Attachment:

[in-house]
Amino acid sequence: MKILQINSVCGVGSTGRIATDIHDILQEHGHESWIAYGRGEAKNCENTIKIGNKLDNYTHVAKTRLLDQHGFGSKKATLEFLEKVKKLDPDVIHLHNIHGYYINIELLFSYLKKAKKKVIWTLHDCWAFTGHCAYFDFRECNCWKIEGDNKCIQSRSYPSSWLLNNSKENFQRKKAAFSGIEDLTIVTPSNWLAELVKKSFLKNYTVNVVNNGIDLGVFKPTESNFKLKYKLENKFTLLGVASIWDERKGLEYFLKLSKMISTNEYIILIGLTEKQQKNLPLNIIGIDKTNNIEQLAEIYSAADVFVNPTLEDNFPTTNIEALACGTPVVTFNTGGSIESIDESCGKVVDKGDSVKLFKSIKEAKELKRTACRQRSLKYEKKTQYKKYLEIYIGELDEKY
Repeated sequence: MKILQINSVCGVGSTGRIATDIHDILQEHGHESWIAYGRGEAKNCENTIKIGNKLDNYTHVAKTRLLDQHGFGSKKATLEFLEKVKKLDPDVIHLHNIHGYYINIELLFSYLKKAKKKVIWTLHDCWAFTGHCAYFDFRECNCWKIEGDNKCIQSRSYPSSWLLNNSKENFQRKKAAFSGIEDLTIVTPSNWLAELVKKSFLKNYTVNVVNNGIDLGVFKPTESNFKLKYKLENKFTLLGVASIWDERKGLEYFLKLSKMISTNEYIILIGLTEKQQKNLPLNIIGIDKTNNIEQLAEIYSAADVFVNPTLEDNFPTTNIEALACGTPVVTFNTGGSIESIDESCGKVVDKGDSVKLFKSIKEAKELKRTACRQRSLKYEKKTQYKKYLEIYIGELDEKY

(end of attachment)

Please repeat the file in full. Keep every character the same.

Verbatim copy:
[in-house]
Amino acid sequence: MKILQINSVCGVGSTGRIATDIHDILQEHGHESWIAYGRGEAKNCENTIKIGNKLDNYTHVAKTRLLDQHGFGSKKATLEFLEKVKKLDPDVIHLHNIHGYYINIELLFSYLKKAKKKVIWTLHDCWAFTGHCAYFDFRECNCWKIEGDNKCIQSRSYPSSWLLNNSKENFQRKKAAFSGIEDLTIVTPSNWLAELVKKSFLKNYTVNVVNNGIDLGVFKPTESNFKLKYKLENKFTLLGVASIWDERKGLEYFLKLSKMISTNEYIILIGLTEKQQKNLPLNIIGIDKTNNIEQLAEIYSAADVFVNPTLEDNFPTTNIEALACGTPVVTFNTGGSIESIDESCGKVVDKGDSVKLFKSIKEAKELKRTACRQRSLKYEKKTQYKKYLEIYIGELDEKY
Repeated sequence: MKILQINSVCGVGSTGRIATDIHDILQEHGHESWIAYGRGEAKNCENTIKIGNKLDNYTHVAKTRLLDQHGFGSKKATLEFLEKVKKLDPDVIHLHNIHGYYINIELLFSYLKKAKKKVIWTLHDCWAFTGHCAYFDFRECNCWKIEGDNKCIQSRSYPSSWLLNNSKENFQRKKAAFSGIEDLTIVTPSNWLAELVKKSFLKNYTVNVVNNGIDLGVFKPTESNFKLKYKLENKFTLLGVASIWDERKGLEYFLKLSKMISTNEYIILIGLTEKQQKNLPLNIIGIDKTNNIEQLAEIYSAADVFVNPTLEDNFPTTNIEALACGTPVVTFNTGGSIESIDESCGKVVDKGDSVKLFKSIKEAKELKRTACRQRSLKYEKKTQYKKYLEIYIGELDEKY